Why Food Prices Are Still Soaring

Due to lingering supply chain deficits, a sustaining and significant bout of avian flu, and persistent inflation combined with unrelenting consumer demand, food prices are continuing to soar.

By Joseph Farago | Published

Though inflation is down from its all-time summer highs, food prices are still continuing to increase. The inescapable climb of grocery store costs has affected everyone nationwide, especially American citizens living paycheck to paycheck. There are numerous reasons for food prices’ constant acceleration, including supply chain interruptions, suppliers paying more for their packaging, and unfortunate weather patterns.

Since 2021, prices for grocery store goods have gone up by 13%, with a 0.7% increase this year from August to September. In September, almost every category of food product saw an unwelcomed escalation in price. Fruits and vegetables received the most significant growth, going up by 1.6% since the month prior, while cereals and bakery items went up 0.9%.

Meat products went up by 0.4% the last month, while beverages of all sorts increased by 0.6%. Egg cartons rose similarly by 0.4%, and other grocery store items jumped by an average of .5% to 1%. Since last year, many of these items reached double-digit figures, which is unexpectedly high for everyday food products like poultry and fish.

Compounding factors motivated by the COVID-19 epidemic has put significant pressure on the food industry and accelerated food prices. Alongside the pandemic’s impact, the industry is also trying to reconcile with the effects of climate change, like an increase in disastrous and unexpected weather. Droughts, flooding, and hurricanes were all significant factors in food distribution disruption this year, with many farms being eviscerated by the severe weather patterns.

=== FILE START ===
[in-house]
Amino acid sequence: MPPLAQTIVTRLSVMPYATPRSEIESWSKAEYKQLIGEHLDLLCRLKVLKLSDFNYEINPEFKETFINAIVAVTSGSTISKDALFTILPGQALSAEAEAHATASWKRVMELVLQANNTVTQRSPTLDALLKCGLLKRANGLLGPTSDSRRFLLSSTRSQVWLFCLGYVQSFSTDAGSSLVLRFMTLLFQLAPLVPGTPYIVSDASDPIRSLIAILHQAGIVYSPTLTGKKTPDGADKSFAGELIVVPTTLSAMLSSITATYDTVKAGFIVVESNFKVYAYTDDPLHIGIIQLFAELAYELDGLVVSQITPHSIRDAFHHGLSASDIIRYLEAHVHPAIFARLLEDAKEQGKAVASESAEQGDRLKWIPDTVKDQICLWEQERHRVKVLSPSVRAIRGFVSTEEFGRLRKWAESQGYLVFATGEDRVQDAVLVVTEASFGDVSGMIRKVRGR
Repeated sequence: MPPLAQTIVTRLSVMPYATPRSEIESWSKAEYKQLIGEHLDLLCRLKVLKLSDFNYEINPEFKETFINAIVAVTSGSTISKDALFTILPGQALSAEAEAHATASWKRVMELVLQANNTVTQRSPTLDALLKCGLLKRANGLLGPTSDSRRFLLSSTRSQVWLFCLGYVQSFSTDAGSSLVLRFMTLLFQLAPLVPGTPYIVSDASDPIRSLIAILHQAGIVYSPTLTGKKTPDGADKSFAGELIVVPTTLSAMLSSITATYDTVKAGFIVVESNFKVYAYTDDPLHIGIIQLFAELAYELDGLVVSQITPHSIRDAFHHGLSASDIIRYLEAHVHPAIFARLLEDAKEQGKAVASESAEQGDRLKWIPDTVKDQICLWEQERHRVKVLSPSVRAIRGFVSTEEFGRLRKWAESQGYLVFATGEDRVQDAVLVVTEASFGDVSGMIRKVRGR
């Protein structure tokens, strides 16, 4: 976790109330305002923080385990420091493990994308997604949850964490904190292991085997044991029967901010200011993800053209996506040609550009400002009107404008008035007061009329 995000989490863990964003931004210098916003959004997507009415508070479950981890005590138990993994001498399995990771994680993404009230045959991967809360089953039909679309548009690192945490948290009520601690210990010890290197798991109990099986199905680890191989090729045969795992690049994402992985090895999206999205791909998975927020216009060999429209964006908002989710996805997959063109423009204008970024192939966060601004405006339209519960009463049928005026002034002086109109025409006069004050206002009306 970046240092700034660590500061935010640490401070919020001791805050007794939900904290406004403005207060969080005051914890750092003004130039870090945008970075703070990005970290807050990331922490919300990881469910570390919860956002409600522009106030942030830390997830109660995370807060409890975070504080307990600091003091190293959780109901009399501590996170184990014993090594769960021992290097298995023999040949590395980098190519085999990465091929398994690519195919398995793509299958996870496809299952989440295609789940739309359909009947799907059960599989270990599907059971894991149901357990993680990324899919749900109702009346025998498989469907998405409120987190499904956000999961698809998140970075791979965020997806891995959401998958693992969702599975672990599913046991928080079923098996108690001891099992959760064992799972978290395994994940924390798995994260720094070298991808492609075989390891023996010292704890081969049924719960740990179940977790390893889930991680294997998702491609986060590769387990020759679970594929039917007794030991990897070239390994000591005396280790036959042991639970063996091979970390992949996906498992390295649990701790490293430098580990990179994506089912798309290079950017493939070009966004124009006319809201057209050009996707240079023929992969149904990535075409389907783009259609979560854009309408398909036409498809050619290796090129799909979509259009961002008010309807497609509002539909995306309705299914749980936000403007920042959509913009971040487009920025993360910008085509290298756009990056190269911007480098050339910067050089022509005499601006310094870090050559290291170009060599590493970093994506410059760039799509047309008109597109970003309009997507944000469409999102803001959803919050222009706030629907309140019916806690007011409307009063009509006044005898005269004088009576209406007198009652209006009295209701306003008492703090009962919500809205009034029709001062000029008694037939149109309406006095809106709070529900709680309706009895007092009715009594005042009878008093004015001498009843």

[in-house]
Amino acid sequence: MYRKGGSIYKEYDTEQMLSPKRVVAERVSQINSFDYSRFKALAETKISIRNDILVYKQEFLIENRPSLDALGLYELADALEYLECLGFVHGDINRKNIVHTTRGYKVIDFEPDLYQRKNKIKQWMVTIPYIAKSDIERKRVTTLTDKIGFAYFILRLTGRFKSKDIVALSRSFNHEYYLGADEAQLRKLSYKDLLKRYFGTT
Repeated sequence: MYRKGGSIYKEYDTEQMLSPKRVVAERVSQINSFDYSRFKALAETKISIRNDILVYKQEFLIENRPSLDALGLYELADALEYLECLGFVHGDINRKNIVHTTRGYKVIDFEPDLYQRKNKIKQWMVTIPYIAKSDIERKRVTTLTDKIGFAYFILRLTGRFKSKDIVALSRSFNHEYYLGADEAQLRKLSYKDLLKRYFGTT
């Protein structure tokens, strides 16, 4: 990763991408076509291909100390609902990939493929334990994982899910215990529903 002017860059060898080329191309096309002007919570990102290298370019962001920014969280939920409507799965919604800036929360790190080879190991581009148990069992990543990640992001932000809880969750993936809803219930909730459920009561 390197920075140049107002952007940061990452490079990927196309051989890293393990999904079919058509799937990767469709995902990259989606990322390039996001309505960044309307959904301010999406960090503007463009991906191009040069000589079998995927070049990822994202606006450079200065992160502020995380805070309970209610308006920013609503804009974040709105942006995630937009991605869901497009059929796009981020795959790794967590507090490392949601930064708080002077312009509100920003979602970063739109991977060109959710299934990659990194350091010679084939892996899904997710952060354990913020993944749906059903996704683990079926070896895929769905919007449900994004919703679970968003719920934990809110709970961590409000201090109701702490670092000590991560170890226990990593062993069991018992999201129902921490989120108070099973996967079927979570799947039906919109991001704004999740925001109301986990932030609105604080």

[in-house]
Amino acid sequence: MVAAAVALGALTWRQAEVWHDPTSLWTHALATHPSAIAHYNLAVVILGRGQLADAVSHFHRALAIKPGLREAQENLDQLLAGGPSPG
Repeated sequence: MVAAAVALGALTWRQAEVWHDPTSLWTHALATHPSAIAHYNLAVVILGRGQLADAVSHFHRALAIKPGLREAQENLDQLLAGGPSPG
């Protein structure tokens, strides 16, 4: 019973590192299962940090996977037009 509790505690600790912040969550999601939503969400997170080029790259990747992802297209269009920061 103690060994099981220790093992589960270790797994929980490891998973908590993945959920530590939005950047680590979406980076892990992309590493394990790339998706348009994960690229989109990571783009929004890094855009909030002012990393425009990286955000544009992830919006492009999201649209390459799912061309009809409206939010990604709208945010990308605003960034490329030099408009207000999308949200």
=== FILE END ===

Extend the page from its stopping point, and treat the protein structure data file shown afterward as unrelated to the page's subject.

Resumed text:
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Suppliers were also affected by the disastrous avian flu, which was killing off chickens nationwide. A reduction in egg-laying hens made it difficult for suppliers to meet the demand of grocery store shoppers, escalating the price of eggs tremendously. As fall began, the number of avian flu infections started to rise again, which could put the poultry industry in an even more precarious spot than at the year’s commencement.

As food prices surge uncontrollably, demand for grocery store items is higher than ever. Though the average citizen may limit the number of discretionary items they buy, there will consistently be increased demand for food products. Unfortunately, food distributors whose suppliers are financially extracting are passing along those prices to their customers, putting buyers in a tricky situation.

Though people can’t remove food from their budget, analysts have seen people make grocery store tradeoffs to save money. Shoppers are definitely buying fewer discretionary items at retailers and markets, and more are opting for cheaper private-label brands that provide economically advantageous deals. Discount grocery store chains are receiving an influx in consumer traffic, with Aldi gaining a million more customers over the past year.

Giant retailers like Target and Walmart have commented on the restricted sales of discretionary items. Walmart stated to CNN that escalated food prices have been the culprit of this buying reduction, with families prioritizing their food needs before they spend on electronics, home decor, or clothing. Clothing retailers have felt the burden of this market transformation, with many brands suffering from overstock and drastically lower sales than pandemic years prior.